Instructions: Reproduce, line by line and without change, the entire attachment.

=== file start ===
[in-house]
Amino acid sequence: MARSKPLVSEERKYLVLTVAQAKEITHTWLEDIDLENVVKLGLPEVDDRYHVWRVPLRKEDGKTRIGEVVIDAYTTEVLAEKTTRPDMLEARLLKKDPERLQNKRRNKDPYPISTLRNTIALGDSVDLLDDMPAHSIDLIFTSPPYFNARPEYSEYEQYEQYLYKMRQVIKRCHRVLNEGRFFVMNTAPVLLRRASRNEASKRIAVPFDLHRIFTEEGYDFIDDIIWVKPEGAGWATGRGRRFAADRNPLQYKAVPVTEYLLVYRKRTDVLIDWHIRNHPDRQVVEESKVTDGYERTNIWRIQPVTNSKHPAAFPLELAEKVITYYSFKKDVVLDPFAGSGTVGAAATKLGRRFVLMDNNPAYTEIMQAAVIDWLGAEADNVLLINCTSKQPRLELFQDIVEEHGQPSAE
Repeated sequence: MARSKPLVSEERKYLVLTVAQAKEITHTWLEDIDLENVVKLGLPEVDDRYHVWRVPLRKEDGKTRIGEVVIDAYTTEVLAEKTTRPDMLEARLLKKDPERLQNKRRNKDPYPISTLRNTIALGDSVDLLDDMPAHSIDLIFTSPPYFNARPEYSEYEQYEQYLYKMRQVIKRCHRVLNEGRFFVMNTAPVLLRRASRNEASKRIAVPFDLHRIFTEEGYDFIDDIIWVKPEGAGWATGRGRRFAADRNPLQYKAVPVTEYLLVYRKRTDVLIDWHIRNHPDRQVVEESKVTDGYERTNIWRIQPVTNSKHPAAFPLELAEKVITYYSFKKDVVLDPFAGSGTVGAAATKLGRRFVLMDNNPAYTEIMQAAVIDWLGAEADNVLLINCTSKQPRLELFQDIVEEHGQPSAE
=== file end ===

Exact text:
[in-house]
Amino acid sequence: MARSKPLVSEERKYLVLTVAQAKEITHTWLEDIDLENVVKLGLPEVDDRYHVWRVPLRKEDGKTRIGEVVIDAYTTEVLAEKTTRPDMLEARLLKKDPERLQNKRRNKDPYPISTLRNTIALGDSVDLLDDMPAHSIDLIFTSPPYFNARPEYSEYEQYEQYLYKMRQVIKRCHRVLNEGRFFVMNTAPVLLRRASRNEASKRIAVPFDLHRIFTEEGYDFIDDIIWVKPEGAGWATGRGRRFAADRNPLQYKAVPVTEYLLVYRKRTDVLIDWHIRNHPDRQVVEESKVTDGYERTNIWRIQPVTNSKHPAAFPLELAEKVITYYSFKKDVVLDPFAGSGTVGAAATKLGRRFVLMDNNPAYTEIMQAAVIDWLGAEADNVLLINCTSKQPRLELFQDIVEEHGQPSAE
Repeated sequence: MARSKPLVSEERKYLVLTVAQAKEITHTWLEDIDLENVVKLGLPEVDDRYHVWRVPLRKEDGKTRIGEVVIDAYTTEVLAEKTTRPDMLEARLLKKDPERLQNKRRNKDPYPISTLRNTIALGDSVDLLDDMPAHSIDLIFTSPPYFNARPEYSEYEQYEQYLYKMRQVIKRCHRVLNEGRFFVMNTAPVLLRRASRNEASKRIAVPFDLHRIFTEEGYDFIDDIIWVKPEGAGWATGRGRRFAADRNPLQYKAVPVTEYLLVYRKRTDVLIDWHIRNHPDRQVVEESKVTDGYERTNIWRIQPVTNSKHPAAFPLELAEKVITYYSFKKDVVLDPFAGSGTVGAAATKLGRRFVLMDNNPAYTEIMQAAVIDWLGAEADNVLLINCTSKQPRLELFQDIVEEHGQPSAE